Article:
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Nearly 750k still without power in Louisiana; what energy companies are doing about it
BATON ROUGE - Four days after Hurricane Ida carved a path of destruction through south Louisiana, just under 747,000 Entergy customers remain in the dark.
Early Thursday morning, nearly 80,000 of those impacted by outages were in East Baton Rouge alone. Meanwhile, roughly 30,000 were without power in Ascension Parish and more than 20,000 were affected in Livingston Parish as well.
These statistics are in addition to thousands of outages reported in neighboring parishes.
Alongside Entergy's customers awaiting lights are the area's many Demco customers who are also in the dark.
Demco's post-Ida efforts
Demco representative David Latona spoke with WBRZ Wednesday and confirmed that roughly 70,000 of their members were without power.
Latona said, "Right now we have right at 70,000 that are without power and a large bulk of that, of course like we've seen in the past, is Livingston Parish. And then following not too far behind is our numbers of folks that are out in East Baton Rouge Parish."
According to Latona, these numbers reflected both residential and commercial customers who were still in the dark. In some areas, rising water is causing a problem.
"Damage assessments in Livingston Parish were nothing short of disastrous," said Latona. "Satsuma, the Town of Livingston, and Holden sustained damage that will push the restoration to two-three weeks. In many areas the flooding is still preventing that safe progress."
He went on to say Demco crews had been out and about assessing the effects of Ida and the work that needed to be done.
"Our eyes in the field are certainly revealing what that storm has done," Latona said.
He explained that damage from Ida is extensive, with some areas so destroyed that even completing an assessment was challenging.
Latona said in those situations, Demco utilizes 'right of way' crews to help the company gain access to those areas.
He added that a number of the assessments had to be carried out by foot, with crew members traversing through wooded areas to get to lines.
Demco says it has been carrying out these efforts with the assistance of supporting crews from other states.
The company says, "Crews have been rolling in from Florida, Oklahoma, Missouri, Alabama and Kentucky to help us restore our system."
According to the energy company, their crews are working 16-hour days that begin 'at 6 a.m. and end at 10 p.m.- every day until the work is completed.'
Entergy's post-Ida efforts
Entergy, likewise, reports that its crews are, "making progress in the Baton Rouge area, restoring power as quickly and safely as possible."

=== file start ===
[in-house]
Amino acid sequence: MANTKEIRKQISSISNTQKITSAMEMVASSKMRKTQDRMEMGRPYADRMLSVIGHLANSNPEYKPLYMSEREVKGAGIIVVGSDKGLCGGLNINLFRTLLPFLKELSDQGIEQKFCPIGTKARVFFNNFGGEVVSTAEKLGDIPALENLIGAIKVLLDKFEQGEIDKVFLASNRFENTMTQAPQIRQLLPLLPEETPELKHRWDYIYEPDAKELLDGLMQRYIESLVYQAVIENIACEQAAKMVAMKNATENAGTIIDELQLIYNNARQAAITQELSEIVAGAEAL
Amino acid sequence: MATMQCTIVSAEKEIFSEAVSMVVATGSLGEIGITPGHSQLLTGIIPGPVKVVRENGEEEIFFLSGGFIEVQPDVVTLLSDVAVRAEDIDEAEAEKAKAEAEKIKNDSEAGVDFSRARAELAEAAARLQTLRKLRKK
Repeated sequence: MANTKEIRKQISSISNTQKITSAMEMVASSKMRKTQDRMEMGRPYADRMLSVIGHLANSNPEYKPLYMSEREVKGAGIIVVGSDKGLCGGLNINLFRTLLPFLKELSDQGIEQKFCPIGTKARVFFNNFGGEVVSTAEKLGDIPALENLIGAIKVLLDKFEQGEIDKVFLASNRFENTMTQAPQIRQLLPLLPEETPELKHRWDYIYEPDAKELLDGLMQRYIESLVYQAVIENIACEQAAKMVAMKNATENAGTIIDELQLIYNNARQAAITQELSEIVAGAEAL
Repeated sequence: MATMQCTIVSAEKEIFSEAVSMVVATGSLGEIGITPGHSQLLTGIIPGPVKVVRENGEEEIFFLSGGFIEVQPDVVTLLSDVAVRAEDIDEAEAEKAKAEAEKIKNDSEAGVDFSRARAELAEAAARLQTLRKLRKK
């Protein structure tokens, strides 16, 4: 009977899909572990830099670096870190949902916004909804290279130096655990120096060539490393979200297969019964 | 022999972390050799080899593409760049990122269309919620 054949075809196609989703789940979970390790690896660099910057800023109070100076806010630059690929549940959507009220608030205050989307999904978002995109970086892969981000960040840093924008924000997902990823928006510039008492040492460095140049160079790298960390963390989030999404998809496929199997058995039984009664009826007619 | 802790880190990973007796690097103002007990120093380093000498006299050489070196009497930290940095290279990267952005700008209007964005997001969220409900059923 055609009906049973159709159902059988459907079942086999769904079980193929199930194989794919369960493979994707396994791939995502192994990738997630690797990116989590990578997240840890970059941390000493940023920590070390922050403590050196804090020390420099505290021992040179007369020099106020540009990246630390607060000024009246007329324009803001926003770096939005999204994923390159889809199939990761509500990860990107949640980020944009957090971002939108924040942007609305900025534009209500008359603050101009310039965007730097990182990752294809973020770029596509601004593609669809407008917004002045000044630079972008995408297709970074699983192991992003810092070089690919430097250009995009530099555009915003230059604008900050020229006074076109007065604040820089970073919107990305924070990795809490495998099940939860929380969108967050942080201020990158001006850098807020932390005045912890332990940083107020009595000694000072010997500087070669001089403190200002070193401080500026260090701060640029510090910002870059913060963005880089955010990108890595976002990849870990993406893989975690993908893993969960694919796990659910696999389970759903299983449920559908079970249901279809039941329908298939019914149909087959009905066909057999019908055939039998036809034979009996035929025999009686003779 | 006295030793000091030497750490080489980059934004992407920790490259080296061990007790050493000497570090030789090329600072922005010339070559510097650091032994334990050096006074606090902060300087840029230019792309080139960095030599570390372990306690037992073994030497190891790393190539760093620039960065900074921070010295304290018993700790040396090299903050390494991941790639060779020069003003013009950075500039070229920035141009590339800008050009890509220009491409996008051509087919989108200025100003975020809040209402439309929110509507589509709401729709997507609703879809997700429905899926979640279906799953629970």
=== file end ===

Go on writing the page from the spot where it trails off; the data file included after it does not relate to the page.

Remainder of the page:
On Wednesday, the company sent a text to customers telling them crews had finished assessing about 46 percent of damages caused by the storm.
"We were able to complete 46% of damage assessment today while also making progress restoring critical infrastructures such as hospitals, nursing homes, first responder facilities and transmission lines. We will provide restoration estimates as soon as assessment is completed."
The company explained that during large-scale disasters such as Ida, power restoration is a multifaceted process.
In a Facebook post, Entergy said, "When crews build their restoration plans, they start at the source. If power can't make it from the generating plant to your local substation, it can't be delivered to your neighborhood or your street.
First, power plants are restored, then large transmission lines.
Next, substations are brought online. Local substations must be functioning in order for energy to reach the power lines on your street."
Entergy representative David Freese says damage assessments are still underway and it hopes to have a restoration timeline available to customers soon. Meanwhile, customers are noticing some discrepancies on the outage map.
"If you are without power and it's showing green on the map, I would encourage customers to call in their outage," said Freese.
But Entergy says, more than likely it's aware.
Entergy is also reminding customers to prepare for outage numbers to go up and down slightly as repairs are made.
"Sometimes our crews have to dentergize an area in order to safely make those repairs," said Freese. "It's unfortunate but it has to be done for the sake of our employees to keep them safe."
In any case, as crews work to restore power, people in Baton Rouge are doing what they can to withstand the heat, heavy traffic triggered by stoplight outages, and the overall anxiety of not knowing how long these conditions will continue.
Click here for a list of grocery stores that are open for business in Baton Rouge.
For the latest traffic information on Thursday morning, WBRZ’s live traffic reports are available to view online from 5 a.m. until 9 a.m.
During the remainder of the day, traffic advisories are tweeted via @WBRZTraffic.
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